Conveniently located in the slowly gentrifying neighbourhood of Shek Tong Tsui is Café Malacca, the best Malaysian restaurant in Hong Kong. That, however, is not such a bold claim. This strength has been almost universally acknowledged by my Malaysian and Singaporean friends and food critics alike. And, frankly there isn’t all that much competition.
Rather, what I realised on my recent visit here is that ranking Café Malacca in the context of Malaysian food available in Hong Kong only would be to undersell how truly delicious the restaurant’s food is. I think it could rightly compete for a spot on a top 25 list of restaurants in Hong Kong, period. This excellence is a testament both to the strength of the cuisine itself and the particular pride demonstrated at Café Malacca in sourcing the best ingredients to execute typical Malaysian dishes to perfection.
Indeed, there seems to be some good company in my thought process. I was pleasantly surprised to find that Hong Kong native son and actor Chow Yun Fat was seated with his mother and other family members at a nearby table during my recent visit. I later learned from friends and former Café Malacca staff members alike that Mr. Chow can quite frequently be found there as it is one of his mom’s favourite restaurants.
I started this recent meal with a kopi-o (HKD32), hot coffee freshly brewed from specialty Malaysian roasted coffee beans and served with condensed milk, and a salad of rojak (HKD82). The rojak turned out to be the meal’s absolute highlight. Rojak is a vegetable and fruit salad common in Malaysia, Singapore and Indonesia with a number of varieties and cultural signifiers in different regions. The word rojak itself means “mixture” in Malay and is apparently used colloquially to refer to the ethnic diversity of Malaysia itself.
The rojak here is fruit-based and includes jicama, pineapple, rose apple, cucumber, sliced fried Chinese dough-sticks and a little bit of chopped squid all mixed and coated with a thick Penang-style rojak paste of shrimp paste, sugar, chilli and calamansi lime juice. This perhaps unlikely sounding mixture of ingredients produces an incredibly refreshing, summery salad balanced with bursts of sweet, sour and spicy tastes and a range of textures – from the crunchy jicama and cucumber to the crispy dough stick and the pleasantly chewy squid. I highly recommend it.
For filling carbohydrates, my companion and I selected the Penang assam laksa (HKD98), which I have had at Café Malacca before, and the mee siam (HKD92) which I had not previously tried. A coconut milk-rich laksa noodle dish listed as Singapore Laksa is also offered on the menu, but I suggest trying the sour assam variant that is less commonly available outside of Malaysia and Singapore.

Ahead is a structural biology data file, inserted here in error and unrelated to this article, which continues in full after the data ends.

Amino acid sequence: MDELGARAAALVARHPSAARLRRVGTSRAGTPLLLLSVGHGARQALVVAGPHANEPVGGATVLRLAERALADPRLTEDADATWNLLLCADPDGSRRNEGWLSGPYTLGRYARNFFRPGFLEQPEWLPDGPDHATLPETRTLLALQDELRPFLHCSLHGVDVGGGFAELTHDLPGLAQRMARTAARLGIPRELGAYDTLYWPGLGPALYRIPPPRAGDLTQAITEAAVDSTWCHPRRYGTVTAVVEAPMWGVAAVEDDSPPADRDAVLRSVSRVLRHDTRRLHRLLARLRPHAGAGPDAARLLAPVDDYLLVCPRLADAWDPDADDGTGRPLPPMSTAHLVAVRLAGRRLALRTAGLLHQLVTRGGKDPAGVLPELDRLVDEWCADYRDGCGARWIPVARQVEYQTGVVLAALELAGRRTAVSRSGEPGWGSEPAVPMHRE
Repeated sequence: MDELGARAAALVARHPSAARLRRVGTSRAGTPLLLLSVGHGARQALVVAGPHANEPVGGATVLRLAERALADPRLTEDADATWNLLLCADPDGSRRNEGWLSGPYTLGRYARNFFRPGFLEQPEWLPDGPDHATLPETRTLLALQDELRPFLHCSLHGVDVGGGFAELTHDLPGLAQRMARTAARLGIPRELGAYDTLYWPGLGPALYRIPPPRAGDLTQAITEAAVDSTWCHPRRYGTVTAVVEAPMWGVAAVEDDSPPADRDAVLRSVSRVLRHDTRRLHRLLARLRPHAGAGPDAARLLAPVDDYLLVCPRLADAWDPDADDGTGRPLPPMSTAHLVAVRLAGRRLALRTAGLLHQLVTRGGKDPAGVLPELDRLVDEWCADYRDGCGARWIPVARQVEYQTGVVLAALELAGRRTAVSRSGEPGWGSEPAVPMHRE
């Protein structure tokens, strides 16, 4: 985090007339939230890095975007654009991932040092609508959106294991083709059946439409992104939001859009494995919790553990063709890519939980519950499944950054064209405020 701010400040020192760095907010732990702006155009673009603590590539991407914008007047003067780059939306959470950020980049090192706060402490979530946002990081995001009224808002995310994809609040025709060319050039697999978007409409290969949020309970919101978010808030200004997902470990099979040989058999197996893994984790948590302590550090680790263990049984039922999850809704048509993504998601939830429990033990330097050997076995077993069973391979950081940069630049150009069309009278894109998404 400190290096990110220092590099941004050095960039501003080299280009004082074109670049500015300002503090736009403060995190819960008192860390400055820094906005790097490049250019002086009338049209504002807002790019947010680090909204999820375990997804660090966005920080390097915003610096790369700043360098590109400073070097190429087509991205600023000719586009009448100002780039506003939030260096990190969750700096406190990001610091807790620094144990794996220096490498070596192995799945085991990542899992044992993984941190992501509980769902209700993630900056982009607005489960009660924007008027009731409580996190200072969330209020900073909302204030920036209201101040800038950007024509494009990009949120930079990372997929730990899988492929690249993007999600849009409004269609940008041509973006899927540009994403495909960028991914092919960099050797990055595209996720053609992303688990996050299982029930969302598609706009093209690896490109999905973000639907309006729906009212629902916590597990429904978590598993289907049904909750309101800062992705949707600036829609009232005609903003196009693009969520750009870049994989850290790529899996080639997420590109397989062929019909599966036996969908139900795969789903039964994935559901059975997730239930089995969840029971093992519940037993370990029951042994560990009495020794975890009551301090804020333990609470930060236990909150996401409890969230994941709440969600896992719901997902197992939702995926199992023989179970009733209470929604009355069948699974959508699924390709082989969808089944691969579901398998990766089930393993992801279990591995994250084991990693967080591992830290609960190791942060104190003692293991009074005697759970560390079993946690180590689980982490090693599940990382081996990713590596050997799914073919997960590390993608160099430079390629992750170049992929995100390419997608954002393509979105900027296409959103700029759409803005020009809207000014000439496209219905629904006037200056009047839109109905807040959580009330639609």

Penang assam laksa
The word assam itself denotes sour flavoured ingredients and the delicious sour broth at Café Malacca is well stocked with thick noodles and shredded fish and garnished with pineapple julienne, cucumber and onions and a sticky black sweet-and-salty shrimp paste to add to taste. Compared to the Singapore laksa, the assam laksa feels lighter but no less flavourful or satisfying.
Mee Siam is a Thai inspired rice vermicelli dish also with a tangy, sour gravy topped generously with sliced hard-boiled egg, peeled prawns, bean curd and a calamansi lime for added tartness. The flavour of the Mee Siam was also delicious but perhaps redundant with the assam laksa on this visit.
For a vegetable dish, I tried a classic sambal belachan with ladies fingers (HKD72, pictured above). Sambal belachan is a paste made by mixing crushed chilies with roasted shrimp paste, sugar and calamansi juice. A classic Malaysian vegetable preparation is to stir fry this paste with a fresh green vegetable like water spinach or, in this case ladies fingers, also known as okra. The okra was prepared perfectly, cooked through but retaining enough of its form for some texture to balance the chilli paste. The vegetable wasn’t as unique as the rojak or the assam laksa but was executed perfectly for a good balance to the meal.
The food having been so delicious to that point, I couldn’t resist to try a few of the desserts from the eight-item dessert menu. The kaya toast (HKD35), which I have had before in Singapore, was definitely a notch above what you can get at Toast Box. The kaya paste here had a home prepared taste to it and was layered onto the neatly quartered toast more thickly to allow the rich, sweet taste of the pandan flavoured coconut jam to be fully enjoyed.
The highlight of the dessert course, however, was the musang king durian pudding (HKD68). Musang king, noted for its deeply yellow flesh reminiscent of turmeric, is considered the highest grade of commonly consumed durian – so much so, that one must beware of vendors passing off lesser grades as musang king. At Café Malacca, the genuine article produces an amazingly creamy pudding rich with the distinctive but not overwhelming durian flavour that might convert even the most durian-resistant diner.
Musang king durian pudding
When all was said in done, two of us were full and supremely satisfied. My only question is, “Why I haven’t been coming here more often?” That is something which will surely change.
Café Malacca: 2/F, Hotel Jen, 508 Queen’s Road West, Shek Tong Tsui (Google Maps)
About the Hungry Lawyer: Marc Rubinstein, born in Baltimore, USA, has been in Asia for nearly 20 years with 13 of those in Hong Kong. He has split his career between banks and law firms, and is currently the general counsel of an Asia-based real estate and alternative energy investor. Marc is a co-founder and co-chair of the Hong Kong Gay & Lesbian Attorneys Network, and previously chaired the Nomura Gay & Lesbian Network, Asia. In addition to being a hungry lawyer, he has run three marathons, eight half-marathons and completed the Hong Kong Oxfam Trailwalker.
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